Delicious fish dishes in the canteen
There is still little fish on offer in Norwegian canteens. Researchers have now developed new, attractive dishes as ready meals in order to stimulate consumption.
Fish is healthy and contains many essential nutrients. Nevertheless, surprisingly little fish is served in Norwegian canteens.
“People want to eat fish, but in comparison with meat the selection in the catering sector is poor,” says Researcher Jan Thomas Rosnes at Nofima Mat in Stavanger.
In the InnovaFish project he and a group of researchers have studied how to improve the sale of fish. The scientists developed dishes from saithe, more precisely the low-priced products that are not normally used for canteen food. The actual delicacy is the loin, as it is pure fillets without any skin and bones.
“We wanted to use the parts that are normally block frozen once the loin has been removed. If we succeed, it is a win-win situation because the value of the raw material will increase and the meal will become more affordable,” says Rosnes.
The consumers have spoken
The researchers questioned a group of Chefs and consumers, and the response was they wanted the fish to be served in a state that they comprehended it was fish they were eating. In other words, no deep-frying or baked fish mince.
The researchers then asked the consumers via an online questionnaire what shape the piece of saithe should have – round, square or narrow? The fish consumers preferred the shape that resembled loin as a fillet. When it came to vegetable dishes to be served with the fish, they preferred mashed turnips or sweet and sour vegetables.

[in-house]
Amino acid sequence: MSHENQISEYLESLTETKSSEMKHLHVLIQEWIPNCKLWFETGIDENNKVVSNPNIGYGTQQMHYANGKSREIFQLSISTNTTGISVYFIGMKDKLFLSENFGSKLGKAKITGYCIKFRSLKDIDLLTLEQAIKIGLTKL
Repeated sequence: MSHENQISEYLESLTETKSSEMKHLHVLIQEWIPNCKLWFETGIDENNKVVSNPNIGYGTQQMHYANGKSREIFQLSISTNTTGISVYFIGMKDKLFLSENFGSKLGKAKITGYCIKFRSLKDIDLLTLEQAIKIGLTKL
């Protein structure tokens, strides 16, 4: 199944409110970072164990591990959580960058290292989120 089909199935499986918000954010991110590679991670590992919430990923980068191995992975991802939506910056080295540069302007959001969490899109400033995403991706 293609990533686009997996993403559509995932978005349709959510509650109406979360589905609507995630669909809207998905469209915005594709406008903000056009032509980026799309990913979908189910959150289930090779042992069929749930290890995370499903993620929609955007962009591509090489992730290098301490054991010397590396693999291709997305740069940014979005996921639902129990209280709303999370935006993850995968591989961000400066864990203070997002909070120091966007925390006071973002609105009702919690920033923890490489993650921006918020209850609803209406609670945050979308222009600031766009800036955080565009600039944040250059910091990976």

The final study took place in two canteens and the dishes were well received. On a scale of 1 to 9, the fish received a score of 5-7.
“It’s rare that anyone jumps for joy because of saithe so we regard this as a good result,” says Rosnes.
Saithe has potential
The InnovaFish project is financed by the Research Council of Norway through the Food Programme and the Fishery, in conjunction with the Fishery and Aquaculture Industry Research Fund (FHF), the Foundation for Research Levy on Agricultural Products Research Fund and the Norconserv Foundation.
This is an interdisciplinary project involving Nofima researchers from both the green (vegetables) and blue (fish) sectors. They have been assisted by experts from the Swedish University of Agricultural Sciences and the Culinary Institute of Norway, as well as a broad group of industry participants.
Rosnes believes the poor selection of fish at canteens may be attributed to the fact that fish is expensive and difficult to prepare.
“Meat is far easier as it tolerates long periods in heated trays, while fish has a tendency to crumble up and appear less appetising. We are reliant on expensive fish species in order to ensure today’s preparation.”
This product has a long shelf life as it is supplied frozen. It is packed fresh and only requires a heat treatment before the dish is served.
“It is clear that the fish loses some qualities when it is frozen, but on the other hand it maintains a stable quality,” says Rosnes.
“We have received positive feedback from the fish producers. It now remains to be seen if any put this into practice.”
The researchers believe the menu selection that functions for saithe can also be adapted for other fish species, such as salmon and cod.